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Other side of the aisle 11.18.22

Ignore the man behind the curtain –at our peril

As I read the last edition of my counterpart’s column, it struck me there was a topic disappointingly missing from the piece - Woodbridge. All the Democrat national talking points were there - pro-choice, gun laws, climate change, etc. Even Donald Trump was mentioned. Trump? How in the world does a former President impact the important issues of Woodbridge? Spoiler alert – he doesn’t. The balance of the article is then a long list of Democrat candidate websites. Not a lot of thought about or attention to Woodbridge. And that, my fellow Woodbridge residents, is precisely the problem.

To be quite direct, nearly every major challenge we face as a town is courtesy of Democrats. This is a fact. The Country Club of Woodbridge was purchased under the leadership of a Democrat Board of Selectmen. Yes, there was a town vote that favored the sale - but it was pitched as how we could save the property as open space, which would be a great benefit to the town. Successive Democrat leaders have advocated solely for the property’s development. The result is a controversial eyesore. They even refused to allow residents to vote on the open-space-minus-10-acres proposal of the Woodbridge Land Trust and Woodbridge Park Association. More controversy than benefit, all under Democrat leadership. Now, with the specter of that property being a target for affordable housing, this situation, too, l lies at the feet of our one-party rule. The state law that has Woodbridge at the center of the housing controversy, was written, passed and strengthened by Democrats. Again, fact. There is no evil Republican influence doing these things to us, it’s all Democrats.

Another recent issue is the Amity Board of Education not returning surpluses to the three towns, as has been the practice for years. There was zero effort to continue the practice or a willingness to legally defend the practice if challenged. It is being driven by a Democrat majority on the Amity Board which has zero Woodbridge Republican representation. We don’t seem to mind having the 7th highest mill rate in the state, but that feeling may change when the new Amity student census reveals that our share of the Amity budget is going up. These important issues, my fellow Woodbridge residents, are the “man behind the curtain” and if we ignore how badly they are being handled, we’re in for continued failures in leadership.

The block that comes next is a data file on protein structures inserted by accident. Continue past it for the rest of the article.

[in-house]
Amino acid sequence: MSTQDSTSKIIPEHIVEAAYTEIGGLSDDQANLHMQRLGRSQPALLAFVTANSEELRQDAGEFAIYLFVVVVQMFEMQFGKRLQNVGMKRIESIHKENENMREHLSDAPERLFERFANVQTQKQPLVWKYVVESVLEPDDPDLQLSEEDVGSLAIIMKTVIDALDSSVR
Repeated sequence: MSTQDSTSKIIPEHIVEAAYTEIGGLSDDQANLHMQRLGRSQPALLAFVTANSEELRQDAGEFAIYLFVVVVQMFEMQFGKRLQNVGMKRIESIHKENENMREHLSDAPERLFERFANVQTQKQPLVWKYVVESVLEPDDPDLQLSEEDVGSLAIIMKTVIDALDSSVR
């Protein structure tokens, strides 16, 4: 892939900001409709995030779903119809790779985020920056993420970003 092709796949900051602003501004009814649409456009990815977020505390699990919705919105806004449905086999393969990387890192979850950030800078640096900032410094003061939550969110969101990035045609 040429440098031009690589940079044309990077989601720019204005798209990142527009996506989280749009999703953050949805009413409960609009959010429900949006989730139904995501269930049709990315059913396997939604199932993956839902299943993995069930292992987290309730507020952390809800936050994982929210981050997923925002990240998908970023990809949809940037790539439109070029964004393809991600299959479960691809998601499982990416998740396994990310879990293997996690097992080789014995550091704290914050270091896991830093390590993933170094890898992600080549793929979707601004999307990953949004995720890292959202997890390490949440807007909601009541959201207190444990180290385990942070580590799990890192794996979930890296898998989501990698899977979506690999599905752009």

Laying out facts such as these has be criticized as “talking down Woodbridge.” Quite the contrary. It’s how serious leaders correctly and transparently identify important issues. Failure to do so is Pollyanna and demonstrates either a lack of awareness or skill to positively address and solve them. Which brings me to our recent election and an issue that should back our Democrat leadership into a corner created by their own voters.

The majority vote in favor of “early voting” was clearly along party lines, with Democrats overwhelmingly supporting it, right down to the “Vote Yes” lawn signs prominently displayed in front of the Democrat party tent outside the polls on Election Day. Fine, majority rules and we go from there. But let’s not overlook a similar Woodbridge issue: how our local Democrat leadership has stubbornly refused to call for a Charter Revision Committee to examine any proposal to make the vote on our town budget an all-day, go-to-the polls referendum. As those of us who have endured our annual town meetings know – if you are not in your seat at precisely voting time, yes, that one hour of the whole year – you don’t get to vote. No way to square the enthusiasm for early voting with its anthesis – one hour, on a weekday, or you’re out of luck. This is hypocrisy, not democracy.

It is no secret that what happens in Woodbridge today from a local government perspective is decided within the ranks of the local Democrat party. Their public comments, press releases, newsletters and articles ignore, spin or gloss over crucial challenges we face. A good place to start to right the ship, driven by the November 8 referendum results, is a Charter revision effort. Amending the way we approve our budget is one of many positive changes we can make – all it takes is the Democrat majority on the Board of Selectmen to get the ball rolling and let the process play out transparently.

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